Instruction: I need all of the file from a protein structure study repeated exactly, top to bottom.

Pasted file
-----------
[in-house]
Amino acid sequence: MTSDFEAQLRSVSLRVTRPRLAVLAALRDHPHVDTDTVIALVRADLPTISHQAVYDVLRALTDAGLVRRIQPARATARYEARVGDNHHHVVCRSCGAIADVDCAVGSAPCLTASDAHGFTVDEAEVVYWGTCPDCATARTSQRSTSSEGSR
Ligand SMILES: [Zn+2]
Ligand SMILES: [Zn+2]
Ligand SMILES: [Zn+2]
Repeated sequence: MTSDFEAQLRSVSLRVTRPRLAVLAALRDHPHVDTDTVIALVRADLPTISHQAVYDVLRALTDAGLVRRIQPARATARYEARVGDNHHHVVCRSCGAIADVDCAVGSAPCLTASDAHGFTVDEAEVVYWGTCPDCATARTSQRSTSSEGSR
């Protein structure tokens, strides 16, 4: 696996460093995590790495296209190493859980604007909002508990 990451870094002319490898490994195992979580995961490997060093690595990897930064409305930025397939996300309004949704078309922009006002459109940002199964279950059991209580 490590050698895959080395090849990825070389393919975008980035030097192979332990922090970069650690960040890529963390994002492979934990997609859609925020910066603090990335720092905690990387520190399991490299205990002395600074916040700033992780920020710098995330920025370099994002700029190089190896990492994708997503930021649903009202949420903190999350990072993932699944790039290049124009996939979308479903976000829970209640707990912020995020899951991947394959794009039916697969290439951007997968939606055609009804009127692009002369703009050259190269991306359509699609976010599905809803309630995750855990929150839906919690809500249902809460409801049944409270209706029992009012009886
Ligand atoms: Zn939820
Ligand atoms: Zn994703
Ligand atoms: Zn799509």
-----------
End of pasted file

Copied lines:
[in-house]
Amino acid sequence: MTSDFEAQLRSVSLRVTRPRLAVLAALRDHPHVDTDTVIALVRADLPTISHQAVYDVLRALTDAGLVRRIQPARATARYEARVGDNHHHVVCRSCGAIADVDCAVGSAPCLTASDAHGFTVDEAEVVYWGTCPDCATARTSQRSTSSEGSR
Ligand SMILES: [Zn+2]
Ligand SMILES: [Zn+2]
Ligand SMILES: [Zn+2]
Repeated sequence: MTSDFEAQLRSVSLRVTRPRLAVLAALRDHPHVDTDTVIALVRADLPTISHQAVYDVLRALTDAGLVRRIQPARATARYEARVGDNHHHVVCRSCGAIADVDCAVGSAPCLTASDAHGFTVDEAEVVYWGTCPDCATARTSQRSTSSEGSR
């Protein structure tokens, strides 16, 4: 696996460093995590790495296209190493859980604007909002508990 990451870094002319490898490994195992979580995961490997060093690595990897930064409305930025397939996300309004949704078309922009006002459109940002199964279950059991209580 490590050698895959080395090849990825070389393919975008980035030097192979332990922090970069650690960040890529963390994002492979934990997609859609925020910066603090990335720092905690990387520190399991490299205990002395600074916040700033992780920020710098995330920025370099994002700029190089190896990492994708997503930021649903009202949420903190999350990072993932699944790039290049124009996939979308479903976000829970209640707990912020995020899951991947394959794009039916697969290439951007997968939606055609009804009127692009002369703009050259190269991306359509699609976010599905809803309630995750855990929150839906919690809500249902809460409801049944409270209706029992009012009886
Ligand atoms: Zn939820
Ligand atoms: Zn994703
Ligand atoms: Zn799509």